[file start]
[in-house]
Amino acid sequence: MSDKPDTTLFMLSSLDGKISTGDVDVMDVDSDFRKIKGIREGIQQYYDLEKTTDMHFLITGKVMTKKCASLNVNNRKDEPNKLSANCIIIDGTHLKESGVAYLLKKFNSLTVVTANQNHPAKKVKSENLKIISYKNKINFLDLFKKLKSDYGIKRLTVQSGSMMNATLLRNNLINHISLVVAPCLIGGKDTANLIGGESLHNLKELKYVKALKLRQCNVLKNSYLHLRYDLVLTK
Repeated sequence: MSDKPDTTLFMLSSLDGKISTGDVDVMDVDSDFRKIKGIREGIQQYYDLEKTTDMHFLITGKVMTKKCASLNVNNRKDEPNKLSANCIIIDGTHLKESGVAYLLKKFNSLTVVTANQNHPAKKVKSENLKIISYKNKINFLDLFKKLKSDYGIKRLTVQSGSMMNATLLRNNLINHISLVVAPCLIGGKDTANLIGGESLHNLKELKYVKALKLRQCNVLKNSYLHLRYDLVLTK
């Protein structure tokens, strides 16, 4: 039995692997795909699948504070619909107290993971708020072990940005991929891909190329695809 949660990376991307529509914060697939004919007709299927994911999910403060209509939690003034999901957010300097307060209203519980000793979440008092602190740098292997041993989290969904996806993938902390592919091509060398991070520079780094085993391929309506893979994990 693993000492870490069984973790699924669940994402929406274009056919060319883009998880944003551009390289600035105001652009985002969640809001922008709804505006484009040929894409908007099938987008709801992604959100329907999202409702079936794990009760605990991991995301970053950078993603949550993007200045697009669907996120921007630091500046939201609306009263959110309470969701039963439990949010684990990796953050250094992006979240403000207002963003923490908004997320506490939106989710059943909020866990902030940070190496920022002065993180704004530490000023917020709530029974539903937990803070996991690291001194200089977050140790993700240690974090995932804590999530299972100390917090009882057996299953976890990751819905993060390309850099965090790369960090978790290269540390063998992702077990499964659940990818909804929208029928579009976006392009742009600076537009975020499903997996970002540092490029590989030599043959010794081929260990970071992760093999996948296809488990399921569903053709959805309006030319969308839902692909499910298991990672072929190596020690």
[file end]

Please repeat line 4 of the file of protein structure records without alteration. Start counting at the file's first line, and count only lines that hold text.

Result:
């Protein structure tokens, strides 16, 4: 039995692997795909699948504070619909107290993971708020072990940005991929891909190329695809 949660990376991307529509914060697939004919007709299927994911999910403060209509939690003034999901957010300097307060209203519980000793979440008092602190740098292997041993989290969904996806993938902390592919091509060398991070520079780094085993391929309506893979994990 693993000492870490069984973790699924669940994402929406274009056919060319883009998880944003551009390289600035105001652009985002969640809001922008709804505006484009040929894409908007099938987008709801992604959100329907999202409702079936794990009760605990991991995301970053950078993603949550993007200045697009669907996120921007630091500046939201609306009263959110309470969701039963439990949010684990990796953050250094992006979240403000207002963003923490908004997320506490939106989710059943909020866990902030940070190496920022002065993180704004530490000023917020709530029974539903937990803070996991690291001194200089977050140790993700240690974090995932804590999530299972100390917090009882057996299953976890990751819905993060390309850099965090790369960090978790290269540390063998992702077990499964659940990818909804929208029928579009976006392009742009600076537009975020499903997996970002540092490029590989030599043959010794081929260990970071992760093999996948296809488990399921569903053709959805309006030319969308839902692909499910298991990672072929190596020690």